Why is the spin quantum number of an electron +1\2 or -1\2 in an atom? Is this an experimental value or theoretical value?

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    $\begingroup$ Actually, only the projection of the spin of an electron has a sign and is given in unints of $\hbar$. This fact was initially put forward by experiments but could later be explained using relativistic quantum mechanics. $\endgroup$ – Paul Nov 18 '16 at 9:44
  • $\begingroup$ An electron has two quantum numbers the spin which is $ 1/2 $ and the projection (also called magnetic or azimuthal) quantum number onto an axis which has values $\pm 1/2$. $\endgroup$ – porphyrin Nov 18 '16 at 12:44
  • $\begingroup$ Here is the corresponding question (with answer!) on Physics.SE. $\endgroup$ – a-cyclohexane-molecule Sep 20 '18 at 0:10

It is both experimental and theoretical. Electrons have angular momentum, and sometimes we want to discuss whether it lines up with another direction (ie typically the direction an electromagnetic field, since electrons are charged their angular momentum makes them magnetism and that interacts with electromagnetic field).

How should we talk about the direction of the angular momentum? We can say "up" and "down" or "forwards" and "backwards", and sometimes we do that. But if we want to use it in calculations, it is easier to give them numbers. So what numbers should we give? They are opposite directions so really it makes sense to use opposite numbers. So what opposite numbers should we use? We can use any, so why not use a gap of "1" between them? So what opposite numbers have a gap of 1 between them? 1/2 and -1/2.

There are some other detailed reasons why 1/2 is a convenient number, but it is in my view fair to say we just want to represent two opposite directions in calculations, and the numbers 1/2 and -1/2 suit this well.

  • $\begingroup$ -1. The spin of a particle is fundamental and certainly cannot be reduced to an arbitrary choice of opposite numbers. $\endgroup$ – a-cyclohexane-molecule Sep 19 '18 at 13:07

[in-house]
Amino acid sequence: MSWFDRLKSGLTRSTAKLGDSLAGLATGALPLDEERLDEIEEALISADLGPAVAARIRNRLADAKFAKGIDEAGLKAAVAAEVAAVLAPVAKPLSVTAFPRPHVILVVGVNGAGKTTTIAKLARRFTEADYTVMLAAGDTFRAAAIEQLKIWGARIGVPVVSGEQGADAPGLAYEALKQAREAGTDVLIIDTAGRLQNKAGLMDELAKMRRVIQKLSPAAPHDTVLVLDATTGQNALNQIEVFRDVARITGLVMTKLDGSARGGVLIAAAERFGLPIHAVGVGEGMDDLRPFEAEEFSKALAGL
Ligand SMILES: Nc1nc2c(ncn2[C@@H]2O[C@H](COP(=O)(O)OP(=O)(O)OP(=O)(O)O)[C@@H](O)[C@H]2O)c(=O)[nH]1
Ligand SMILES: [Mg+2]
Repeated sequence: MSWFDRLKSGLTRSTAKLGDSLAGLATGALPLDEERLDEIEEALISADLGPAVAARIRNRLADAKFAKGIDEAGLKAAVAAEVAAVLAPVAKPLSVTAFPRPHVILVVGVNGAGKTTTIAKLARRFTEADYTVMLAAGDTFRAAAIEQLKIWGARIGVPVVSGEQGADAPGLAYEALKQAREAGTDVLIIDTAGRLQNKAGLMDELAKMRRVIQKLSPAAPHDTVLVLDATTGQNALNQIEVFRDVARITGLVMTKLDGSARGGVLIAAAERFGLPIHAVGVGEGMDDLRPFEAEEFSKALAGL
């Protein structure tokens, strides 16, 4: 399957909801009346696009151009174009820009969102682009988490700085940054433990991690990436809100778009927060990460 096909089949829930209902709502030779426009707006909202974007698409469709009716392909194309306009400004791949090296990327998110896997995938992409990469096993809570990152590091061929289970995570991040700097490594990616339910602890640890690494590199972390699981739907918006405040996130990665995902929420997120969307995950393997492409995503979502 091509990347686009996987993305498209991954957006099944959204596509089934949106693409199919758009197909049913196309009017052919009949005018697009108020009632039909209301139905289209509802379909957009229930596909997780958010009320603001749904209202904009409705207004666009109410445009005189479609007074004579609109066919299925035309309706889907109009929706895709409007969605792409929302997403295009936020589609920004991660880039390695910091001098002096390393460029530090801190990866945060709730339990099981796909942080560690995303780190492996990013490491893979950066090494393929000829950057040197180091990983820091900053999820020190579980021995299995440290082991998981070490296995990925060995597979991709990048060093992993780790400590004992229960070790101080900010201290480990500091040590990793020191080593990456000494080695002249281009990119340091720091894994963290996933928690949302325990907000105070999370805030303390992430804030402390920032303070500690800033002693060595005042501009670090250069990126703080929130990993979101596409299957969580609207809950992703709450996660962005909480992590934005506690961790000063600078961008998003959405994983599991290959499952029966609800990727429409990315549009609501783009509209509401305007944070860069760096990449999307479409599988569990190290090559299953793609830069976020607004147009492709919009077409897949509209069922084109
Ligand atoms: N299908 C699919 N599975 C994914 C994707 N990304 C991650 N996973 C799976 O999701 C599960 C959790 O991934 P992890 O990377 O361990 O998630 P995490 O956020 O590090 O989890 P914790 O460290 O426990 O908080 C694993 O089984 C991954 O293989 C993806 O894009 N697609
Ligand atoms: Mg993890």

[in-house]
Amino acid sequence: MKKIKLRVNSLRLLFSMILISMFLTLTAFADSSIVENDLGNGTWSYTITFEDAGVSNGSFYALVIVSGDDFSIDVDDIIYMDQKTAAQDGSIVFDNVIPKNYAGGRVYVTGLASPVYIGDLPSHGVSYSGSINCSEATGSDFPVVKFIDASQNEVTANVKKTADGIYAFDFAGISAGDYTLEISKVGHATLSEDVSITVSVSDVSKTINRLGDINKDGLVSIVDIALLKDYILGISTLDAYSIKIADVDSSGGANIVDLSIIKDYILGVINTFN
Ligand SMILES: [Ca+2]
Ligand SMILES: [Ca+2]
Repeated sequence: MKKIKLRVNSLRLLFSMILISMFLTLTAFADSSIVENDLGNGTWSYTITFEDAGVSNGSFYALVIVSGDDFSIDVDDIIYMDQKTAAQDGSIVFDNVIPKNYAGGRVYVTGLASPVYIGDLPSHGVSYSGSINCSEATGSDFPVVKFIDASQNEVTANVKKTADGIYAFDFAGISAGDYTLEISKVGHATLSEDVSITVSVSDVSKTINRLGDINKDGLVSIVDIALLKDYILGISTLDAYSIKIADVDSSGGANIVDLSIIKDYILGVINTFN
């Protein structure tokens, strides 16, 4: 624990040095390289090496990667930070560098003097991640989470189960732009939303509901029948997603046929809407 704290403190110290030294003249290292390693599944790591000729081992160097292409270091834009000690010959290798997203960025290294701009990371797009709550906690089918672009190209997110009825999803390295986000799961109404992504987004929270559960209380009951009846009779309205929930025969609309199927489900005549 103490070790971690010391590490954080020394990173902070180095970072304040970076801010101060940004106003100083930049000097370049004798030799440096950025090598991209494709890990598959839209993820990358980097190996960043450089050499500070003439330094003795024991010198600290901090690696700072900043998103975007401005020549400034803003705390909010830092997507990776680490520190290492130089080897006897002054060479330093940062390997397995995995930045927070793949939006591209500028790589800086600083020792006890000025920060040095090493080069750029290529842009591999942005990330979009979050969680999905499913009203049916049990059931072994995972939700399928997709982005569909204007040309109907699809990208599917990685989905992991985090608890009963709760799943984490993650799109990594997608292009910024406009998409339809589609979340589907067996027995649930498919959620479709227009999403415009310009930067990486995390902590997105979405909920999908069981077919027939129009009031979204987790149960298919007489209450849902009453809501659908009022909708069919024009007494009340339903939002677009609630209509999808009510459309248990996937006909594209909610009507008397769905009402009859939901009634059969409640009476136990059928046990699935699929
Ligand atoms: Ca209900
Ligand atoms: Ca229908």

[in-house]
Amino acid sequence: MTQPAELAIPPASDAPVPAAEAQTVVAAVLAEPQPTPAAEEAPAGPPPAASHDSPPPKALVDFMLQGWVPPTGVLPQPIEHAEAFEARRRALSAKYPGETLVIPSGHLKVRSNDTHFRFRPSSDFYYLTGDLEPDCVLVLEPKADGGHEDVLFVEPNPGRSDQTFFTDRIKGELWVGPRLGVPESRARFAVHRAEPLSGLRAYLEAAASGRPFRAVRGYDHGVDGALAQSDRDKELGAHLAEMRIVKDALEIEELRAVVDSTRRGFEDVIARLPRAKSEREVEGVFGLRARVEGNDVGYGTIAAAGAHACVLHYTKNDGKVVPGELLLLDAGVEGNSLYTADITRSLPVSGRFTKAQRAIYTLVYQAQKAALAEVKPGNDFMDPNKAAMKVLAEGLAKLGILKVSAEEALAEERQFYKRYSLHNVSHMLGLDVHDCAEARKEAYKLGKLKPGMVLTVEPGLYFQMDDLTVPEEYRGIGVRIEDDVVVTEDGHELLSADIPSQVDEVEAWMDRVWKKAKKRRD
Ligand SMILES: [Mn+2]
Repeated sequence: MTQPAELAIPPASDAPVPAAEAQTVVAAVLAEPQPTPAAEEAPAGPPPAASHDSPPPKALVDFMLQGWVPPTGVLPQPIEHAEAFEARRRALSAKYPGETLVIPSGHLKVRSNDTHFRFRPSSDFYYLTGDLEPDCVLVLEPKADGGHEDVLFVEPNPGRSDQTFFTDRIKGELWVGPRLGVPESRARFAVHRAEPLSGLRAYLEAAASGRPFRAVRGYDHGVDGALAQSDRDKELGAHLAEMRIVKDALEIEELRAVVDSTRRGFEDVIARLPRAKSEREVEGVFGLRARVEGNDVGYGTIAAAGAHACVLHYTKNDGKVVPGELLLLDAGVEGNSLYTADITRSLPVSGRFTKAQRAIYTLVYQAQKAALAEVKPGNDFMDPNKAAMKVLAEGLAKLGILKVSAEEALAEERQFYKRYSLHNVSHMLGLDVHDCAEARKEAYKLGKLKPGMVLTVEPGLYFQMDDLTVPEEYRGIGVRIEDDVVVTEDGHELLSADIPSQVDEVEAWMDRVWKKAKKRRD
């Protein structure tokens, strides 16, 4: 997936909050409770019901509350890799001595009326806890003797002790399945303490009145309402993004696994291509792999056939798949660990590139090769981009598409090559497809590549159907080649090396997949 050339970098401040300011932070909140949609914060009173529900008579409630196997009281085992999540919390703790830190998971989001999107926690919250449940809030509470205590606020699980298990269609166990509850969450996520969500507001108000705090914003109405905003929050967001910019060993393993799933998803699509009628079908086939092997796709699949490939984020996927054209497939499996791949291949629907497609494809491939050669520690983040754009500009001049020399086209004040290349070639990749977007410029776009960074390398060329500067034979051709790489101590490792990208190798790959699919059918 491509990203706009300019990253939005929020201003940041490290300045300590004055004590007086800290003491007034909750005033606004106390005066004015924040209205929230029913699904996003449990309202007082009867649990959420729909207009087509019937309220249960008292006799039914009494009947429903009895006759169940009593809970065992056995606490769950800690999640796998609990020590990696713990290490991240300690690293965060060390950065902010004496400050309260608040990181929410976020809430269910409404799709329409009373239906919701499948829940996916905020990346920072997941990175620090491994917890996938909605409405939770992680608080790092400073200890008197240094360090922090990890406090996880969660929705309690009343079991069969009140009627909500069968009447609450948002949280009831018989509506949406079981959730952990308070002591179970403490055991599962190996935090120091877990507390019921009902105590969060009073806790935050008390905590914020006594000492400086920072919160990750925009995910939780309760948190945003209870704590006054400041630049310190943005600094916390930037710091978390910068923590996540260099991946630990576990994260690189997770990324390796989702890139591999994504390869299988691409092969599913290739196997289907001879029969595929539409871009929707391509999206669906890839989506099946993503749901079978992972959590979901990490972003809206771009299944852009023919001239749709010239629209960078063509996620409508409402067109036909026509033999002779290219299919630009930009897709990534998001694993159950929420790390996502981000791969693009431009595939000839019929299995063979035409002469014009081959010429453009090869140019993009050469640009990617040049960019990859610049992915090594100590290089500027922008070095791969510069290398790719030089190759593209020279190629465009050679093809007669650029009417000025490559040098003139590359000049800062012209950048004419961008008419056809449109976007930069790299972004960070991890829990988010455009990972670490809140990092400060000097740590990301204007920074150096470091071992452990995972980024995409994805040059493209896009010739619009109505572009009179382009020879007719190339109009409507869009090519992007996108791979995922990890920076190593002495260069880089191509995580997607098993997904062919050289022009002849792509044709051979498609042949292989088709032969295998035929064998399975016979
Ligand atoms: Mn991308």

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    $\begingroup$ @a-cyclohexane-molecule yes, I agree that if we want the absolute value of the spin quantum number to match particle's spin property it is not an arbitrary choice. This is what I was alluding to with my mention of "other detailed reasons". However to understand what this means requires a large amount of theory. So I was trying to focus on what the spin quantum number practically represents: fundamentally it is just a direction. I accept my answer is not ideal and welcome any edits to it or specific suggestions. I think/hope it currenly carries more benefit than no answer. $\endgroup$ – user183966 Sep 19 '18 at 21:28
  • $\begingroup$ @a-cyclohexane-molecule thank you though for explaining your downvote. $\endgroup$ – user183966 Sep 19 '18 at 21:38
  • $\begingroup$ @a-cyclohexane-molecule Although I am not certain, I believe the historical arrival at the 1/2 labelling for electron spin followed the reasoning I used in my answer, and the labelling of the particle property was chosen to match this, and not the other way round, as I believe you are implying. It is not explicitly stated (or a perfect source) but I believe this is suggested in en.wikipedia.org/wiki/Spin_quantum_number $\endgroup$ – user183966 Sep 19 '18 at 21:52

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